Latest California Healthline Stories
In this episode of KHN’s “What the Health?” Julie Rovner of Kaiser Health News, Rebecca Adams of CQ Roll Call, Alice Ollstein of Talking Points Memo and Margot Sanger-Katz of The New York Times discuss the possible impact of the retirement of Justice Anthony Kennedy on health issues. Also, in honor of our first anniversary, the panelists offer up their thoughts on the biggest health policy stories of the past year.
In this episode of KHN’s “What the Health?” Julie Rovner of Kaiser Health News, Carrie Feibel of KQED San Francisco, Anna Maria Barry-Jester of FiveThirtyEight.com and Joanne Kenen of Politico report from San Francisco on the complicated health politics of the Golden State and the latest news on a lawsuit challenging parts of the Affordable Care Act. Plus, for extra credit, the panelists offer their favorite health stories of the week.
Today’s drug prevention messaging is a far cry from the “Just Say No” days. Schools want to give kids the facts to make informed decisions about whether and when to try drugs or alcohol.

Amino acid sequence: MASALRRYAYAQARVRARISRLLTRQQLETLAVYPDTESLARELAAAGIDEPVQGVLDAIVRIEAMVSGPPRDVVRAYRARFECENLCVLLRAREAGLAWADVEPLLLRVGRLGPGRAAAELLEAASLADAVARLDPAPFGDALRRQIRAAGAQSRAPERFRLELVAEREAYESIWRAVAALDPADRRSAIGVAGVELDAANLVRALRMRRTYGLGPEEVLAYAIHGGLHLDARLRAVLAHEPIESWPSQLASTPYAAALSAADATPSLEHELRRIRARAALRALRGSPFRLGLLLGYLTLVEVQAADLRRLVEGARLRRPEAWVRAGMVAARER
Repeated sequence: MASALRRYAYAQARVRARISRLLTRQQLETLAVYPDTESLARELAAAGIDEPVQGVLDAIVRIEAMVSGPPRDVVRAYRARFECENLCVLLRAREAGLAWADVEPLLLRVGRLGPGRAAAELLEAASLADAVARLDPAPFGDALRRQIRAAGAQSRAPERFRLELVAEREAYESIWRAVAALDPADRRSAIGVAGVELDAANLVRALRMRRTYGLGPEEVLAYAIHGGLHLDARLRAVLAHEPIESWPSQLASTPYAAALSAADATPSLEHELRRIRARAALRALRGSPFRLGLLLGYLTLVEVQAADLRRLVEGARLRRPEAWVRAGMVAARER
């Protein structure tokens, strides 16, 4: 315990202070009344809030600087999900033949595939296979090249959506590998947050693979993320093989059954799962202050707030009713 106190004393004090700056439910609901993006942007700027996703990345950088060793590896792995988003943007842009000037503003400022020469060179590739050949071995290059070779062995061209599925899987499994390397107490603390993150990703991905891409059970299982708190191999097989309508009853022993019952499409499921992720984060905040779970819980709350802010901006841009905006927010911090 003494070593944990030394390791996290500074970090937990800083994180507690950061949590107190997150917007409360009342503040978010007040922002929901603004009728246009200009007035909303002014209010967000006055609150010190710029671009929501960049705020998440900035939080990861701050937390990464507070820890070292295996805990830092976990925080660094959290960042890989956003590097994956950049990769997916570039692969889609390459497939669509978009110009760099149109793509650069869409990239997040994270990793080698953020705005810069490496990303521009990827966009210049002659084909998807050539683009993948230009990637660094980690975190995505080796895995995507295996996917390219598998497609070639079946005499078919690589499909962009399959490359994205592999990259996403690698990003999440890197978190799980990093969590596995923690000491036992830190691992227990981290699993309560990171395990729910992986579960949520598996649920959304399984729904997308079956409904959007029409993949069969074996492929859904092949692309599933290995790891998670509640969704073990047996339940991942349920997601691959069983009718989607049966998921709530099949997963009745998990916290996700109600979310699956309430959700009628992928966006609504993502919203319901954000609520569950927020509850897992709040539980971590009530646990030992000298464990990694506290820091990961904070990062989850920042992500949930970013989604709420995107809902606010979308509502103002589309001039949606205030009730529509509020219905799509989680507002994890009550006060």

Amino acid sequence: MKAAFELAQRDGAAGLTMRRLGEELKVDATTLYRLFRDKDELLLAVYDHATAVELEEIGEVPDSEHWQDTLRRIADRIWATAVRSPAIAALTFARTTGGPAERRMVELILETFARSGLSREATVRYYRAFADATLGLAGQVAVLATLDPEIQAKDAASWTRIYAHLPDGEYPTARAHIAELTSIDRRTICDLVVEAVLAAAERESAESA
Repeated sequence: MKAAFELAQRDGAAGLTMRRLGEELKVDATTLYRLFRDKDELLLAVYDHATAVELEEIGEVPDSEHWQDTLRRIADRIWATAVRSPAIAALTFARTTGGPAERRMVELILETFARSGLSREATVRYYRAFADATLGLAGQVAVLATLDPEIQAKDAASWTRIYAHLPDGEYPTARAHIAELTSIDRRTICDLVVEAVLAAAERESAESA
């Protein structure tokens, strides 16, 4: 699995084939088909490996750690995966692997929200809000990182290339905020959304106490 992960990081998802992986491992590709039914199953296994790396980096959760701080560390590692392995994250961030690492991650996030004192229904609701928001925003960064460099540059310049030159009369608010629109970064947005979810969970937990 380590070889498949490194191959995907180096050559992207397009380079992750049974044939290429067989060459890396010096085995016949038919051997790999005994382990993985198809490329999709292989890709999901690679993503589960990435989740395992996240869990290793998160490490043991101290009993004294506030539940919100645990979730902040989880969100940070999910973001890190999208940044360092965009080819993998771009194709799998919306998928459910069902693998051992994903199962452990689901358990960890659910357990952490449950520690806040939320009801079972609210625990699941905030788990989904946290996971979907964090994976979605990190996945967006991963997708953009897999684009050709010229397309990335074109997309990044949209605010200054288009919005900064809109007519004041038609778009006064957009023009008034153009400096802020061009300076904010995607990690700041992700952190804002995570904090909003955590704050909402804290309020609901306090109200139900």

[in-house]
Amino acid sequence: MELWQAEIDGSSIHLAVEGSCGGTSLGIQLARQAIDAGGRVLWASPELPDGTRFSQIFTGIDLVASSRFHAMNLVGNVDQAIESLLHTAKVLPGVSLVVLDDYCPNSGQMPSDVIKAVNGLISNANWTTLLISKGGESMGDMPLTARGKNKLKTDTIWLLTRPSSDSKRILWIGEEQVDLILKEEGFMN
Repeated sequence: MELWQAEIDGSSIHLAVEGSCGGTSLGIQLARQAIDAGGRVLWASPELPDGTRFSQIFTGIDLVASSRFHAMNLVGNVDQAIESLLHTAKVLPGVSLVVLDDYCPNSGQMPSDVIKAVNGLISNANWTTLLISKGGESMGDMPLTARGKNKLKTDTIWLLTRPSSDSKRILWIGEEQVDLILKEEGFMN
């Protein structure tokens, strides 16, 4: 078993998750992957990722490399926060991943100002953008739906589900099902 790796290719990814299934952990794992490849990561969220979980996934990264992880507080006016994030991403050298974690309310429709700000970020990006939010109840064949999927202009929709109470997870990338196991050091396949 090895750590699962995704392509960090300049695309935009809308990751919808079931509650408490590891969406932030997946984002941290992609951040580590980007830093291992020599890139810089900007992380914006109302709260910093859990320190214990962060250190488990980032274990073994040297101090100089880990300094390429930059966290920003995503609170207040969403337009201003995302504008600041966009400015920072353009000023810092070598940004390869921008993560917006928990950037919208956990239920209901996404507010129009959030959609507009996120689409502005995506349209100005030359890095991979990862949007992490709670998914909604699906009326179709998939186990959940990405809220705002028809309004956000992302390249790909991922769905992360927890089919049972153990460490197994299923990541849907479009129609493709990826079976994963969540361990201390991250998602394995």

Public health officials worry vaping is an emerging disaster that could reverse years of decline in smoking by young people. What’s the latest evidence that e-cigarettes are a gateway to tobacco?
Starting in less than two years, if state hospitals haven’t met targets for performance of C-sections, medical imaging and opioid prescription, they’ll risk being excluded from the “in-network” designation of health plans sold on the state’s insurance exchange.
California health officials do not dispute most of the findings, saying they have already made improvements in determining eligibility.
Scientists are finding that, just as with secondhand smoke from tobacco, inhaling secondhand smoke from marijuana can make it harder for arteries to expand to allow a healthy flow of blood.
California’s legislature will soon take up a bill that would require doctors to screen pregnant women and new mothers for mental health problems. Many doctors oppose the idea, and laws elsewhere haven’t increased the number of moms treated.
The investigations follow testimony in a lawsuit by a former Aetna medical director who said he relied on information from nurses, without reviewing patient records himself, when deciding which treatments to allow and deny.
Some mothers who smoke pot see it as a harmless remedy for everything from pain to postpartum depression. But doctors say the active ingredients in marijuana can be passed onto the baby and may affect developing nervous systems.